Read more about Catherine and other Fellows on the SNF Paideia Instagram.

Why This Bioengineering Ph.D. Student Pursued Impact Investing

In a Q&A, Bioengineering doctoral candidate Ana P. Peredo explains how the idea of “regeneration” motivated her to join WIVA, Wharton Social Impact’s impact investing program.

Why would you — a bioengineering Ph.D. student — seek to join WIVA?

As a bioengineering Ph.D. student, Ana P. Peredo is currently working on the development of regenerative methods and drug-delivery approaches for musculoskeletal tissue

“As a high school student, I was motivated to study bioengineering because of its potential to generate impact through technical innovation. To me, bioengineering was a way to apply engineering principles to create medical technology in the hopes of devising solutions for global health concerns.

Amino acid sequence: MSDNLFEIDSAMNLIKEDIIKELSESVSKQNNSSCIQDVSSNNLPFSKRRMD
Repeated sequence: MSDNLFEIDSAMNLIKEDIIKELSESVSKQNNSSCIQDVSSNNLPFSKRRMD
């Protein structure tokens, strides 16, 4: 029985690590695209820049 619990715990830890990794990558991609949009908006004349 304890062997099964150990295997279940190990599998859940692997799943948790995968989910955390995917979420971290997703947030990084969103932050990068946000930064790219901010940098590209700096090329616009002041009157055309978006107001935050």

Though I have gained significant understanding of the current pressing healthcare needs, I felt that I was missing a key understanding of how investors think about social impact. To better understand how to apply my science background to the impact space, I joined WIVA. I also wanted to venture outside of healthcare and learn about other important social impact sectors such as education, energy, and environment, all of which WIVA explores in its deal-sourcing process.”

What have you learned through WIVA that you have not been exposed to before?

“I learned how to assess early-stage startups for their impact and return-on-investment potential, as well as how to rigorously analyze company financials and projections.

I also had the opportunity to meet leading social impact professionals through WIVA. I attended a Wharton Social Impact Initiative event with Vincent Stanley, the Director of Philosophy at Patagonia. From this discussion, I learned about how the word ‘sustainable’ continues to be misused by companies and how companies should try to ‘regenerate’ the resources they consume to be truly deemed sustainable.